What does healing look like in the dream world? Dreams reflect the changes that are happening all the time, in our physical bodies and in our spiritual lives. For me, those changes have been dramatic in the past couple of years, and recently I had a wonderful dream, which gave me a deeper trust in the process of change itself. I dreamed about the wisdom of wolves.
Thanks to this dream, I can believe that authentic healing is going on in my body and spirit. I’m especially grateful because the dream not only helped me to experience this healing directly, but also gave me a restorative image of death and renewal that truly resonates. I will hold this image like an open door inside myself, through which powerful emotions can come and go. Because of the dream, I can sense the small voice of my own life rising to meet the wild song of all life—just as the howl of one small wolf rises to meet the music of the whole pack.
I’ll share some of the changes that have been happening in my waking world, followed by the dream and its resonance. Please howl along (leave a comment), if the song speaks to you…
For the past two years, health problems have shaken up my life: heart damage, deteriorating muscles in my upper body and neck, neurological issues, migraines and stroke-like symptoms, digestive difficulties that drained the life out of me… There’s no certainty at all about where this is going. My disease is rare, and doctors have no idea what the progression will be. When my heart function seemed to be failing steadily, the prognosis was five to ten years, or less. When I lost too much weight and was just too frail to function, I couldn’t imagine surviving more than a year or so. Some days, it felt like I might be dying pretty soon—but some days that just seemed too melodramatic to believe. Often, I felt almost normal, just with a stiff neck, a tummy ache, and some clumsiness and weakness. Then, my heart stabilized, at least for the time being. I started adjusting to most of my symptoms with less fear. It became possible that I might live for quite a while. But I can’t know for sure, of course. Overall, I’ve just had to accept the chaos within myself.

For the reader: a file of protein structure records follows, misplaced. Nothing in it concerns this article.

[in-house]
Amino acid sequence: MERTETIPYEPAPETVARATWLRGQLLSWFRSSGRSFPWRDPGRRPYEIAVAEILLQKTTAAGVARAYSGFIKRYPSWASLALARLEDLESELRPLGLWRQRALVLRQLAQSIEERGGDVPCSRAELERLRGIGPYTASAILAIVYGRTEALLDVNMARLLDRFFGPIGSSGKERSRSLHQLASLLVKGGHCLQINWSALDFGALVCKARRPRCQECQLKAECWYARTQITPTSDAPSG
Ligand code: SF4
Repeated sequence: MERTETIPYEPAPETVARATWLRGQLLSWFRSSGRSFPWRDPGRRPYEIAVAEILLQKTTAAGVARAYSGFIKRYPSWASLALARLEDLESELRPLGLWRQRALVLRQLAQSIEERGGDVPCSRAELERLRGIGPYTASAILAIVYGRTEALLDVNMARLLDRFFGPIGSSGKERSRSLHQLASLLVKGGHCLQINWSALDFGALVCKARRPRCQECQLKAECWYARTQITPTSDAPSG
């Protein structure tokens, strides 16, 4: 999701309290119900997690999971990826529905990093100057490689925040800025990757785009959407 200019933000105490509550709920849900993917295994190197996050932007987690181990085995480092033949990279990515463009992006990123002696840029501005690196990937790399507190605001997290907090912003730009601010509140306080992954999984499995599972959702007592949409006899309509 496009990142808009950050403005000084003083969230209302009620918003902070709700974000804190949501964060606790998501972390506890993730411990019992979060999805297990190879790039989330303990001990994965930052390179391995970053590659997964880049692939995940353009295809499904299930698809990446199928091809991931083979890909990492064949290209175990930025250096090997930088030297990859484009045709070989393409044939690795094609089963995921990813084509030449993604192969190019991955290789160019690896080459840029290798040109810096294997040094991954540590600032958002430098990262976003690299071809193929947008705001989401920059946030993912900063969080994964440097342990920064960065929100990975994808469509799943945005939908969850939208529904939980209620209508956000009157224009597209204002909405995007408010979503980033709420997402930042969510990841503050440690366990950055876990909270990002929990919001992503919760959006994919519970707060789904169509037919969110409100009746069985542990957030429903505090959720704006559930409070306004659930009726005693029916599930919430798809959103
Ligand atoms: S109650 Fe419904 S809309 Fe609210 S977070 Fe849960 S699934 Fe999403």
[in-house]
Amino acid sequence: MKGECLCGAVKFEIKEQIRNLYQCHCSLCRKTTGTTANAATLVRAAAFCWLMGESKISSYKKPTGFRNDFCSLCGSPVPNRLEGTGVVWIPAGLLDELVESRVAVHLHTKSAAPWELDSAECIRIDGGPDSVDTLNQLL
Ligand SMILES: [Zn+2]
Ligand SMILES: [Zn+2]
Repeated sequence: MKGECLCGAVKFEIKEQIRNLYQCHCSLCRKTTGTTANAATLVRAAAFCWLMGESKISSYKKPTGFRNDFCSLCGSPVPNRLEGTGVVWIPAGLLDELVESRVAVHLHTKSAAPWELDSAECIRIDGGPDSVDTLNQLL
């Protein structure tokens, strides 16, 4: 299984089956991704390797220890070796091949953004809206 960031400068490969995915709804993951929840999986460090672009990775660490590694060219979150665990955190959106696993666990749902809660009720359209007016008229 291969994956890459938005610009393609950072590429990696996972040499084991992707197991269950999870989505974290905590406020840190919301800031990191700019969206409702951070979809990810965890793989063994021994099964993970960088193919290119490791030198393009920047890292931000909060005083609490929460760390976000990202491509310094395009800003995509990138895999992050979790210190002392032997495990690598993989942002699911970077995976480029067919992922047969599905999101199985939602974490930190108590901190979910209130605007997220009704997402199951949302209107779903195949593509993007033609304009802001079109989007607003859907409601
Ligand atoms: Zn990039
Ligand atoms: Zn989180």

I had to let go of my ambition for the future. I had to let go of defining myself as either “healthy” or “sick.” I had to wait on the threshold: tired, confused, hopeful, peaceful, constantly aware of the reality of death, sometimes numb, sometimes afraid… existentially baffled. There was, and is, a kind of grace in the open-endedness of my situation, even though some aspects of the process have been lonely—impossible to share with others. Sometimes, all I can do is immerse myself in the unknown, and wait.
I haven’t been remembering many dreams—which contributes to the general uncertainty. My sleep is shallow and disrupted by discomforts, but most of the dreams I’ve been able to remember could be classified as “death dreams.” I’ve dreamed, over and over, about packing for a long journey “home,” with my deceased parents coming to accompany me. From my experience in hospice work and spiritual direction, I know that these kinds of dreams are typical for people who are literally getting ready to die, but they’re also common for people going through life transitions of one kind or another. The death is just as often metaphorical as literal: one part of my life is dying, my deceased loved ones are helping me on this journey, and my ultimate goal is a sense of “home,” a sense of knowing I’m in the right place.
So, are the dreams literally predictive of death, or metaphorically describing the experience of my present life? The situation is complicated by the fact that dreams often reflect our priorities, the things we’ve been thinking about—and I’ve been thinking a lot about death. Whether it comes tomorrow or twenty years from now, it’s real and it’s on my mind. These dreams have a healing quality, because they’re reassuring in an ultimate kind of way… but they’re repetitive, and I haven’t really gotten beyond packing, or riding in a car with Mom and Dad, on the way…
So what has changed recently that would invite a new kind of healing dream? Where did the wolves come from? Recently, I’ve been feeling healthy. It’s weird, because my upper body is still deteriorating and painful, and I still have many of the symptoms I had before. But my heart seems steadier, my digestion has settled down for now, and I’m getting stronger. I walk long distances several times a week, and I can feel the muscle tone all over my body (except in the areas affected by the disease). Maybe I’ll die tomorrow, or maybe I’ll live forever. I’m appreciating other people, and myself. I feel that I belong to my life again. I’m allowing my vulnerability to be an invitation to others: Let’s all open up a little, find what’s most authentic in ourselves, share our challenges and gifts, be at home with uncertainty because it allows for new possibilities.